Residents in a council housing block in Wandsworth have hit out over non-essential building works, which they argued should be postponed until 2021, due to coronavirus concerns.

Objectors say that the works to properties in Wandsworth Common Westside will put a strain on existing financial and health concerns, and that the council failed to notify residents about the start dates.

Wandsworth Council have apologised after a letter announcing the start of works, which had been subject to consultation earlier this year, “did not get delivered”.

The building works, which were scheduled by Wandsworth Council, involve external decorations and repairs which have not been updated since 2004.

However, residents say that the terms have changed during the pandemic, and eight weeks of non-essential works will disrupt their daily lives.

One leaseholder, Martyn Lawrence, said:

“As further evidence of how irresponsible the Council is -- these major works commenced on Monday July 27, with a crew starting to erect scaffolding at 8am.

“However, none of the residents had been informed of this, and were caught off-guard. We had no advance notice of the commencement of the Major Work, no schedule, timeline, or details and contact information of those who would be on-site.”

A major concern of residents is of increased financial hardship, as some have recently been made unemployed or furloughed. Amid fears of a deepening recession, they say that the 54% increase in the cost for leaseholders is an unfeasible sum.

And for residents that do have to work from home now, there are complaints that the noise disturbance will affect their ability to concentrate on their jobs.

Furthermore, many identify in the “at risk” category and worry about letting contractors into their homes.

One resident raised concerns about his new baby. Born prematurely with chronic lung disease and on constant oxygen support, he said that the works put his child’s health at risk.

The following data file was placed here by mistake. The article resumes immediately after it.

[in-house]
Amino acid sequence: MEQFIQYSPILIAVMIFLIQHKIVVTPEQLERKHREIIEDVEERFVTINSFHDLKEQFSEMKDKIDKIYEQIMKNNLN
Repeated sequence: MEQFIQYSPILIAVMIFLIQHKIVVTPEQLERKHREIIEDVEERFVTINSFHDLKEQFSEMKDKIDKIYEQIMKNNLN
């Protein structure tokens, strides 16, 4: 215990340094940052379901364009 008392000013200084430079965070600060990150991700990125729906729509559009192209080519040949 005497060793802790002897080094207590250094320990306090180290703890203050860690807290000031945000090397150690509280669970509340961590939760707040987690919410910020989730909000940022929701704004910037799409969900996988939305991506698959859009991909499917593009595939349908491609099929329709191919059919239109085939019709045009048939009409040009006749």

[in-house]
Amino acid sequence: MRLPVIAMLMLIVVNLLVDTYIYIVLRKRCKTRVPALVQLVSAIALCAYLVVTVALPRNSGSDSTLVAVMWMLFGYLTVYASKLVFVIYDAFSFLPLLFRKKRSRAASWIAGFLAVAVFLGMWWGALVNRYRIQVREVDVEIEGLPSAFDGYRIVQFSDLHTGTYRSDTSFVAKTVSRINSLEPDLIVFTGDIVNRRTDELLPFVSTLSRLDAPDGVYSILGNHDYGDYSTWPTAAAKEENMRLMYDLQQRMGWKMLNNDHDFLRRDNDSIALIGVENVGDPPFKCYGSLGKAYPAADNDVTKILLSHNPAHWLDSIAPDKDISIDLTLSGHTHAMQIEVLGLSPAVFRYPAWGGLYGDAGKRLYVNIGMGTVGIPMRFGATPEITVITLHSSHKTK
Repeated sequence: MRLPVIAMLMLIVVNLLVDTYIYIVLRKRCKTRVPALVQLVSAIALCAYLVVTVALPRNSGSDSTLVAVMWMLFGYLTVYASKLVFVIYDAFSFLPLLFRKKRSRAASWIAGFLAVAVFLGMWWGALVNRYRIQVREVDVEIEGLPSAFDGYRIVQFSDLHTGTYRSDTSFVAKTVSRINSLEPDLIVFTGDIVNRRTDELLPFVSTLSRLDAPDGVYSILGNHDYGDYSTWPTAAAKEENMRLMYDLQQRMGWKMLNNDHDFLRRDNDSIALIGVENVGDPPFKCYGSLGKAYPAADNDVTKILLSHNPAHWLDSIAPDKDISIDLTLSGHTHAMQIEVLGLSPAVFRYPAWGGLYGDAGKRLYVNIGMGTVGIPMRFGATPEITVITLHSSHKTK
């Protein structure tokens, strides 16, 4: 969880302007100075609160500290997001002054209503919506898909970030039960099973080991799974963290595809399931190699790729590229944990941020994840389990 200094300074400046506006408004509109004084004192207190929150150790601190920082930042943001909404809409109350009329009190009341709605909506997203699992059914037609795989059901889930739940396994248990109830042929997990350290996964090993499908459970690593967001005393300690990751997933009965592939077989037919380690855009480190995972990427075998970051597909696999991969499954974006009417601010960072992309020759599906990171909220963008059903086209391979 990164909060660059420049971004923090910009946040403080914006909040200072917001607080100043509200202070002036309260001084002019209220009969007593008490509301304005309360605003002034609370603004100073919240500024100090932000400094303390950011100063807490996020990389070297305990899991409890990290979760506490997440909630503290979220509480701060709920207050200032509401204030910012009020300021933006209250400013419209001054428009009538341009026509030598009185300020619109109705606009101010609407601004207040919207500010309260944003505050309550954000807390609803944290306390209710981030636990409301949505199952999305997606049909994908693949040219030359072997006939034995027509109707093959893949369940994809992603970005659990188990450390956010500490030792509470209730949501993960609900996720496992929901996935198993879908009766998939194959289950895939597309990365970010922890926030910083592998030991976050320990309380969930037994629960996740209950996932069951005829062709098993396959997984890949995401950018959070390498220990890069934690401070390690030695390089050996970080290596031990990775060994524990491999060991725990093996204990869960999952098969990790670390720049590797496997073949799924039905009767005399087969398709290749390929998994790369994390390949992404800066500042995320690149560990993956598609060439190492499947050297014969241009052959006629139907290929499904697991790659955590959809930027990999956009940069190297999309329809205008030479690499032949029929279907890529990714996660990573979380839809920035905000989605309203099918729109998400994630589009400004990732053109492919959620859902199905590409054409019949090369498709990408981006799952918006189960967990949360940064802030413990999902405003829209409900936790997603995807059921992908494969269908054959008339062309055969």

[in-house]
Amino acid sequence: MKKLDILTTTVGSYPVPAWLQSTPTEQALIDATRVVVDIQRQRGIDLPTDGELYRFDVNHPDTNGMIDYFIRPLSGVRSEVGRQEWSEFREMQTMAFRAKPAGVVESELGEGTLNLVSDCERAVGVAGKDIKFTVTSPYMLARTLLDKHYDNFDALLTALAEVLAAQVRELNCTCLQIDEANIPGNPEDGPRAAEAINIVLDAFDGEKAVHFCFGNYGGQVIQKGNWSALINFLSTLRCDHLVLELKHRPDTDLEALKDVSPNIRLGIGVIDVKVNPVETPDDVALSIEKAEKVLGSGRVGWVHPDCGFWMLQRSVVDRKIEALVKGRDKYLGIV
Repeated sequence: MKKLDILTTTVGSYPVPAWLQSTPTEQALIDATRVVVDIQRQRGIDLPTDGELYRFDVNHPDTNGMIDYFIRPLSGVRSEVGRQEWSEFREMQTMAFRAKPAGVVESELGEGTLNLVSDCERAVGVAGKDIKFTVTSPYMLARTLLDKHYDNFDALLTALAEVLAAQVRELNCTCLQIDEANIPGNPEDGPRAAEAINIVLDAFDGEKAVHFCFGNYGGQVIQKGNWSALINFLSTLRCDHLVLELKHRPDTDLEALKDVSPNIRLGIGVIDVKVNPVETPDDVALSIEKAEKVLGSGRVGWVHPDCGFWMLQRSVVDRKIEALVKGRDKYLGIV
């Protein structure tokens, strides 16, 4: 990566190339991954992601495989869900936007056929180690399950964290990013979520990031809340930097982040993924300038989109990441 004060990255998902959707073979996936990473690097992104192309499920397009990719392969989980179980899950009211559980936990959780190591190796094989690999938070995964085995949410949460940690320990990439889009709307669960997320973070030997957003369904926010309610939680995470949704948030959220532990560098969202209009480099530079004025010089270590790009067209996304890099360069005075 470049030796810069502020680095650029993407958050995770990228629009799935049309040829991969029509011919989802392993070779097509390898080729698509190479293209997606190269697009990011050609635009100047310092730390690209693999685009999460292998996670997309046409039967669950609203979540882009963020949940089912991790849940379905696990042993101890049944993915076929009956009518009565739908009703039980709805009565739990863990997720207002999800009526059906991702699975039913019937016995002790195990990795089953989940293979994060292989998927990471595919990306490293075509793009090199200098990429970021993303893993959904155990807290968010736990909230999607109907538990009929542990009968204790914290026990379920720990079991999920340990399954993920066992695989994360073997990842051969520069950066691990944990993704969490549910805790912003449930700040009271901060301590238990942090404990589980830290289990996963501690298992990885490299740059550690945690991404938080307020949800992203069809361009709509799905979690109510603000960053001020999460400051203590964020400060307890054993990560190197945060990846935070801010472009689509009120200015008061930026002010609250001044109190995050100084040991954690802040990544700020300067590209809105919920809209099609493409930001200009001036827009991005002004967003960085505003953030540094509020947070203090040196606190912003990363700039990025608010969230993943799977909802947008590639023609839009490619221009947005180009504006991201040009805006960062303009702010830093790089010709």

Mr Lawrence said that though they had been forced to accept the works, residents were unhappy with the process.

“Having spoken to most of the residents and Leaseholders, we have already resigned ourselves to the fact that these works will be going ahead, regardless of how we feel about it.

“Considering what we are all going through at this period of time (not just as a block, but as a country), surely it can’t be denied that the council’s actions - in proceeding with this works project – are highly insensitive and irresponsible”, he said.

In response, a spokesperson from the council said:

“Unfortunately, the letter that should have given the residents advance warning these works were about to get underway did not get delivered. A senior member of staff has visited the block to offer a face to face apology and this is now being followed up with a written apology. We are sincerely sorry for this breakdown in our normal procedures.

“The works, which were subject to consultation with the residents earlier this year, mainly involve external decorations and repairs which are now needed as these were last carried out in 2004. The contractor has been made aware of some resident’s specific concerns and will be taking additional precautions to properly address these issues and minimise disruption.”

A consultation officer added that the contractors would be following any social distancing protocols, in line with Government regulations.

They also said that as there had been a slight delay in the start of the works, the bills would not be due until October 2021. If there were difficulties in making payments, options would be considered on a case-by-case basis.